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2011 NHL Playoffs: 3 Solutions To Fix the Pittsburgh Penguins' Power Play

Rupp could wreck havoc in front of Roloson on the power play
Rupp could wreck havoc in front of Roloson on the power playEliot J. Schechter/Getty Images
Mark LeskoCorrespondent IINovember 6, 2016

The Pittsburgh Penguins are 0-15 on the power play so far in the 2011 NHL Playoffs. This stat is simply a carry over from a dismal 25th-ranked power play for the season.

Even when the Penguins had Sidney Crosby and Evgeni Malkin, they struggled to convert on the one-man advantage. 

To make matters worse, the Penguins do not seem to be trying anything different to change these struggling numbers.

I think Dan Bylsma is the NHL Coach of the Year. However, I am critical of how he has handled the power-play situation.

Assistant Coach Todd Reirden has been mostly responsible for handling the power play all year, but Bylsma is the head coach and should have made adjustments a long time ago.

How can the Pens fix the struggling power play?


Insert Mike Rupp

While James Neal has been a big body to add to the power play, he just simply has not done enough.

Rupp would be fantastic planted in front of the net. He is 6'5" and very difficult to move. He has offensive skills to put the puck in the net, so it is not like the Pens would be putting a completely useless enforcer out there.

In fact, Rupp's fourth line has been the most productive for the Pens in this postseason.


Kris Letang Needs to Just Dump the Puck

Letang is a dynamic player, and I love watching him skate (he is one of the smoothest skaters I have ever seen). However, I do not want to see it on the power play.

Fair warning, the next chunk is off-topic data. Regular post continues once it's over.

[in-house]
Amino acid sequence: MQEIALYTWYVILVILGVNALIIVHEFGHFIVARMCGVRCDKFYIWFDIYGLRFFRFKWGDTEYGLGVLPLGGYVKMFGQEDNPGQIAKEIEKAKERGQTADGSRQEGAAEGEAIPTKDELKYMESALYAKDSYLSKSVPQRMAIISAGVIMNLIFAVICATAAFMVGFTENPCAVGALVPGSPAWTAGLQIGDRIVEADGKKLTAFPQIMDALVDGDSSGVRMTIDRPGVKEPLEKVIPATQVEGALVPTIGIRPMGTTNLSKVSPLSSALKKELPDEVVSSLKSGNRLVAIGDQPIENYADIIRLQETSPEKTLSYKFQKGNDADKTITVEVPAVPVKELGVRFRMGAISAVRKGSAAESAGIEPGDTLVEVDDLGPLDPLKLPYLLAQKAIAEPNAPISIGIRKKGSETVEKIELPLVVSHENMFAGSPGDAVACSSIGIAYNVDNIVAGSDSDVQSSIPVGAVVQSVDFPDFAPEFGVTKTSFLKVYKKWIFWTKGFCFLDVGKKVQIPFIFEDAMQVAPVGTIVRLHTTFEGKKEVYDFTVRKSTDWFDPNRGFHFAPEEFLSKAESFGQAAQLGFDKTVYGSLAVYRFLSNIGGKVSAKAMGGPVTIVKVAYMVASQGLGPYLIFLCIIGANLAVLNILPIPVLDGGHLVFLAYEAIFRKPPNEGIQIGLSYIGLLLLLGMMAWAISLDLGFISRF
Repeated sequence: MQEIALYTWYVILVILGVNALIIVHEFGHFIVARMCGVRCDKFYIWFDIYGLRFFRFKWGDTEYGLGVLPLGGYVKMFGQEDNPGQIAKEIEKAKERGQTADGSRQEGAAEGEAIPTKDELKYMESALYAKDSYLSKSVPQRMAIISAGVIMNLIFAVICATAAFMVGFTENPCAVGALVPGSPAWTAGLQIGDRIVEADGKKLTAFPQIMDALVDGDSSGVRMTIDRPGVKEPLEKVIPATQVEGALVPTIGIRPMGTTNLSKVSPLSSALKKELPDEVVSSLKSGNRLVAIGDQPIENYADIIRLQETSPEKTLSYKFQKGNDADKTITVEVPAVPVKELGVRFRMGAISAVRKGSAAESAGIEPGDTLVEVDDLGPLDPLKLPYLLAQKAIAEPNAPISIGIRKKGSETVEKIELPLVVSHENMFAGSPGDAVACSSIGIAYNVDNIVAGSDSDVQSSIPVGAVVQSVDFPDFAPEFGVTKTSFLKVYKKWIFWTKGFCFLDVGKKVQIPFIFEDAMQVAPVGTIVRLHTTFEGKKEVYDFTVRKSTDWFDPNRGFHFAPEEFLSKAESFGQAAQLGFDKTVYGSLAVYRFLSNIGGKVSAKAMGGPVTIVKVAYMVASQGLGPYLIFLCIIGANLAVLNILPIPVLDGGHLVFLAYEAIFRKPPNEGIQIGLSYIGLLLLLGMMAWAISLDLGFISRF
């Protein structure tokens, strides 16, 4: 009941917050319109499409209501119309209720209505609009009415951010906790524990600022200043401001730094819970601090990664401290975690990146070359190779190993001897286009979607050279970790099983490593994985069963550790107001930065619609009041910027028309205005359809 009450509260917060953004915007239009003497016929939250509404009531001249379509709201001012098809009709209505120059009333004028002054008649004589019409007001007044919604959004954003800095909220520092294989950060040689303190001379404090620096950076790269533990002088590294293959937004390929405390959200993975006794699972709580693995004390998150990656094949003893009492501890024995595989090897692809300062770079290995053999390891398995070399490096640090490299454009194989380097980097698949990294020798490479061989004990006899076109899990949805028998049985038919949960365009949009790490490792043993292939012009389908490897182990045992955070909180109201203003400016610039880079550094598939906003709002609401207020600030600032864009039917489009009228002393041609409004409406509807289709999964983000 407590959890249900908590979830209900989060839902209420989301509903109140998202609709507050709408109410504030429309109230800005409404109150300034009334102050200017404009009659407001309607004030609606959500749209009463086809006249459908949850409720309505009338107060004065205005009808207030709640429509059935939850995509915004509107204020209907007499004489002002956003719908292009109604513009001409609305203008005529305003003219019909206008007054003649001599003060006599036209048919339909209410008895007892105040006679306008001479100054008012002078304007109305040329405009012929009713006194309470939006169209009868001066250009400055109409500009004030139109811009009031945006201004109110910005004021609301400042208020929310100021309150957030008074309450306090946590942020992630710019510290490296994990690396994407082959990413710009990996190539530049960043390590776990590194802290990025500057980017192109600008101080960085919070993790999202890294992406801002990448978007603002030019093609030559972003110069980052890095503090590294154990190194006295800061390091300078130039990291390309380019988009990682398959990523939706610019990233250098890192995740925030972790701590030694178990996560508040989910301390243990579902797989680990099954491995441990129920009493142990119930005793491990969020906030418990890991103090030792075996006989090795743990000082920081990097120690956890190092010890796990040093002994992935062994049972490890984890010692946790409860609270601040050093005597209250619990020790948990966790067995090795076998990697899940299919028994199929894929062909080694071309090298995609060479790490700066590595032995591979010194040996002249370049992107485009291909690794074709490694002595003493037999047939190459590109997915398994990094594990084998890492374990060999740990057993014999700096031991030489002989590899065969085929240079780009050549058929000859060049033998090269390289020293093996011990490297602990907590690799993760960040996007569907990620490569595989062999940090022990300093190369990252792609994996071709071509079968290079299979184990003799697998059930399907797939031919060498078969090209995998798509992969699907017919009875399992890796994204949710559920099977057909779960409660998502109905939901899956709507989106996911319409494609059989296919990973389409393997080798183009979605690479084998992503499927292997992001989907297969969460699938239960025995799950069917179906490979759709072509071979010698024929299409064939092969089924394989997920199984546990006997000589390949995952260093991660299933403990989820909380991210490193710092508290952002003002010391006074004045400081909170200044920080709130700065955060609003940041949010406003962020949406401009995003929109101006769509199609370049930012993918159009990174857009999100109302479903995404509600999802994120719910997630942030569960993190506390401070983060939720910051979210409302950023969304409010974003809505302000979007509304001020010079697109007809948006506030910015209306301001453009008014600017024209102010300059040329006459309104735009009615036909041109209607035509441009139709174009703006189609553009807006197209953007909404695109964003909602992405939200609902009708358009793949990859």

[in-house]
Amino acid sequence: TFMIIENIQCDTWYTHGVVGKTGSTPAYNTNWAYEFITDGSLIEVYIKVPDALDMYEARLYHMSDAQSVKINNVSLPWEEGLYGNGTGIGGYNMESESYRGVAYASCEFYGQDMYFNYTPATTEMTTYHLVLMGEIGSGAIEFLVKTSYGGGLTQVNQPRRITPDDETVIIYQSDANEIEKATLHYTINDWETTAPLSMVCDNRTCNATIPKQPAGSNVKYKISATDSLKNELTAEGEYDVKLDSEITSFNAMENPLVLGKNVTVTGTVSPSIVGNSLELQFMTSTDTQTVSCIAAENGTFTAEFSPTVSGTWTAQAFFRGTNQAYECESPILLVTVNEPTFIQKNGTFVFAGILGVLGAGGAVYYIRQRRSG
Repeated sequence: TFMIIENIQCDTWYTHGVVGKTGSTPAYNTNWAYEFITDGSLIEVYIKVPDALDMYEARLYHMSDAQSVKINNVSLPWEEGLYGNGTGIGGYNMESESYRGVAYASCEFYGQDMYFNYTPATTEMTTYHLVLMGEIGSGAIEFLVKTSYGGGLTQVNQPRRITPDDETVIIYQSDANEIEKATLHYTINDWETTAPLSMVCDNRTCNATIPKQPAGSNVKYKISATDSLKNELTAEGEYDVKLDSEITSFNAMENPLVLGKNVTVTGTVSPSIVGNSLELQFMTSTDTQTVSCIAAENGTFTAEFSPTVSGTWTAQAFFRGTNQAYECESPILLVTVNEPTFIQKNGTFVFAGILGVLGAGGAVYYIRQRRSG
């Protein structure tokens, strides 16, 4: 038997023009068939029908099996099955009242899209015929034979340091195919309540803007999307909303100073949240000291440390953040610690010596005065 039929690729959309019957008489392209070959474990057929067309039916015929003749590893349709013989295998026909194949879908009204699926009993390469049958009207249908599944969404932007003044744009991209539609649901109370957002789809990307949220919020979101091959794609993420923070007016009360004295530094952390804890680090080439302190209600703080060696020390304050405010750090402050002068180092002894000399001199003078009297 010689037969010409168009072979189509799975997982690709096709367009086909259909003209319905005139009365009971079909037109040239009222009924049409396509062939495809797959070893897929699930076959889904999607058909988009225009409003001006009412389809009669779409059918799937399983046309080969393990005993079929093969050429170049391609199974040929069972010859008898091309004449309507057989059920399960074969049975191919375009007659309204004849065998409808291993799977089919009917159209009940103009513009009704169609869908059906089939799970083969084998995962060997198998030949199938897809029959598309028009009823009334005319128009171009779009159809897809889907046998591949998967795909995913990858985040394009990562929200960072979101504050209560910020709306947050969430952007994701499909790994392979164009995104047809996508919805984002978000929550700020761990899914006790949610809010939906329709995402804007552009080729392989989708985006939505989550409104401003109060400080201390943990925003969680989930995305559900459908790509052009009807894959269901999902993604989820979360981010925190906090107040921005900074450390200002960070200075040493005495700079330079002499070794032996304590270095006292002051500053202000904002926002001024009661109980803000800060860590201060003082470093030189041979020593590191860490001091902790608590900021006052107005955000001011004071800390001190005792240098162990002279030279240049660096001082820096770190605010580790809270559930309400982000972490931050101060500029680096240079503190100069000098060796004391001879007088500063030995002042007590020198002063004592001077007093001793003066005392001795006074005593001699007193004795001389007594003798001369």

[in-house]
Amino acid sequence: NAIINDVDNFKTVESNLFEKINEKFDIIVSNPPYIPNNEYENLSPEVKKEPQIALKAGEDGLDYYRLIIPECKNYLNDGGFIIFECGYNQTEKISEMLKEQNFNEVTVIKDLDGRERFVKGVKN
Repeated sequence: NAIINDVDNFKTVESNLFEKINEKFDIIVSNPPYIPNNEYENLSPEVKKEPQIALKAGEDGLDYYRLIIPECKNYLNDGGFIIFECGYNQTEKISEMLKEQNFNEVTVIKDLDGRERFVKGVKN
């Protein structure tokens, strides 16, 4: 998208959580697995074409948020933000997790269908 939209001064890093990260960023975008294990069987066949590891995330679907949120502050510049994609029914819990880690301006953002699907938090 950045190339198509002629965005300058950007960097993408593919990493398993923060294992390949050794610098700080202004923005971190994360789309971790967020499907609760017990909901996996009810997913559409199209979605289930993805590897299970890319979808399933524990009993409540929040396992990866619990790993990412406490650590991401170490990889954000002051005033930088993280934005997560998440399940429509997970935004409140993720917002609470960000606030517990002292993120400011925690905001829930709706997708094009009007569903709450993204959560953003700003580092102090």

He turns the puck over at the blue line more than any player in power-play history. Trying to deke and weave his way through the defense is not working.

He needs to get to the blue line, send it in and let the forwards get to work. The Pens are very successful with this method on even strength, so why not do it on the power play?


Weak Side Needs To Dive To the Net

The penalty killers facing the Penguins constantly cheat up high. They take away Letang's shooting and passing lanes, and try to force turnovers.

The penalty kill is just not afraid of the Penguins' power play.

When the penalty killers cheat up high, there is a huge void behind them. Not once have I seen a Pens player exploit this void.

As soon as the defenders cheat up, either the weak side defenseman (usually Michalek) or the weak side winger (usually Kovalev) has to make the backdoor cut into the empty space, and could have a wide open look at the net from the slot.

With Chris Kunitz being suspended for Game 4, the Penguins may just put Rupp on the power play to take Kunitz's place. As for the other two options, I just hope the coaches see what I see.

However, in Bylsma I trust. Go Pens.

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